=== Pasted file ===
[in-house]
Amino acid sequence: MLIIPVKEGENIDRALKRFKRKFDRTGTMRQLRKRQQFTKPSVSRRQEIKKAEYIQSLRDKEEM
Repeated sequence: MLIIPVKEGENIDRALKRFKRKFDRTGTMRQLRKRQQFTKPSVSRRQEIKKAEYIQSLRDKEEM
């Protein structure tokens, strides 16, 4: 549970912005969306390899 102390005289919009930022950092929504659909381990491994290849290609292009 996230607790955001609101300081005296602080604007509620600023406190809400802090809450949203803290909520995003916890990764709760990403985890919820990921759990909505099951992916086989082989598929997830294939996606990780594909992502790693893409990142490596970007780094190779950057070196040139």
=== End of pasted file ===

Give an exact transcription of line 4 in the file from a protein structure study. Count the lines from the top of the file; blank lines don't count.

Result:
């Protein structure tokens, strides 16, 4: 549970912005969306390899 102390005289919009930022950092929504659909381990491994290849290609292009 996230607790955001609101300081005296602080604007509620600023406190809400802090809450949203803290909520995003916890990764709760990403985890919820990921759990909505099951992916086989082989598929997830294939996606990780594909992502790693893409990142490596970007780094190779950057070196040139």